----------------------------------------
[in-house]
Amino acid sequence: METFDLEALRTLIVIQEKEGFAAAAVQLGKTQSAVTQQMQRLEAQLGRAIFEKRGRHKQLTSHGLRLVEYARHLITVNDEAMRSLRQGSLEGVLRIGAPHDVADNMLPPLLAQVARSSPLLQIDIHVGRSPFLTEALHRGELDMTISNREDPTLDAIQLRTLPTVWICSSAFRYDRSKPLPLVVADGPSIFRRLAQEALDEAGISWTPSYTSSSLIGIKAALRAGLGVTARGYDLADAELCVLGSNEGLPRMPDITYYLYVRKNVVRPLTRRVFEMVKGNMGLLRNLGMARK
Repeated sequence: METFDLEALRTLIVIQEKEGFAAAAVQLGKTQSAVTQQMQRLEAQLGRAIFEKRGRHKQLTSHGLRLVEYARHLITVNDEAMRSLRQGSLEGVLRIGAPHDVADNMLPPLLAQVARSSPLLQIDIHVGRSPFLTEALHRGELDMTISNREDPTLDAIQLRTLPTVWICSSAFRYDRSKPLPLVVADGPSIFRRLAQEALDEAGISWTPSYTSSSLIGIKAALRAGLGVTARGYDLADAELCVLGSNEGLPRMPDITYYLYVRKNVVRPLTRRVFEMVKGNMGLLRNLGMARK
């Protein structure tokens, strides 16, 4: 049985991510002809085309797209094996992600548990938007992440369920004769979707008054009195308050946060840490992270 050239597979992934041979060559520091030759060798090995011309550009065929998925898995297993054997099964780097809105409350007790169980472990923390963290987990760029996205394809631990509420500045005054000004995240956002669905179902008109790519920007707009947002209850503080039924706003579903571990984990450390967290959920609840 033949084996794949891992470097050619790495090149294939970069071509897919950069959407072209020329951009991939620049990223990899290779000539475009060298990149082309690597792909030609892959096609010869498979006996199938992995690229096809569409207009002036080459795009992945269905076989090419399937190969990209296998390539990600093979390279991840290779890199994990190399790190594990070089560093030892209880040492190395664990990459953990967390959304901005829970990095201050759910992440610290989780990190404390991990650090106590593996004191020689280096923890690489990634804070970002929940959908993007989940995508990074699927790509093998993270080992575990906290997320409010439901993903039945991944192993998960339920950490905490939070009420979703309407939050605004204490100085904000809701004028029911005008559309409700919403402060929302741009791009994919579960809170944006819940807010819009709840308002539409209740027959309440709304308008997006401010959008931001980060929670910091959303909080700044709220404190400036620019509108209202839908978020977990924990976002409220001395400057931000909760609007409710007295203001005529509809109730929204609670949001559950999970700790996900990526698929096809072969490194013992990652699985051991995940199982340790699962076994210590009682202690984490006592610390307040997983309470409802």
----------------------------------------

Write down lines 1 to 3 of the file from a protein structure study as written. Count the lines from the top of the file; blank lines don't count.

[in-house]
Amino acid sequence: METFDLEALRTLIVIQEKEGFAAAAVQLGKTQSAVTQQMQRLEAQLGRAIFEKRGRHKQLTSHGLRLVEYARHLITVNDEAMRSLRQGSLEGVLRIGAPHDVADNMLPPLLAQVARSSPLLQIDIHVGRSPFLTEALHRGELDMTISNREDPTLDAIQLRTLPTVWICSSAFRYDRSKPLPLVVADGPSIFRRLAQEALDEAGISWTPSYTSSSLIGIKAALRAGLGVTARGYDLADAELCVLGSNEGLPRMPDITYYLYVRKNVVRPLTRRVFEMVKGNMGLLRNLGMARK
Repeated sequence: METFDLEALRTLIVIQEKEGFAAAAVQLGKTQSAVTQQMQRLEAQLGRAIFEKRGRHKQLTSHGLRLVEYARHLITVNDEAMRSLRQGSLEGVLRIGAPHDVADNMLPPLLAQVARSSPLLQIDIHVGRSPFLTEALHRGELDMTISNREDPTLDAIQLRTLPTVWICSSAFRYDRSKPLPLVVADGPSIFRRLAQEALDEAGISWTPSYTSSSLIGIKAALRAGLGVTARGYDLADAELCVLGSNEGLPRMPDITYYLYVRKNVVRPLTRRVFEMVKGNMGLLRNLGMARK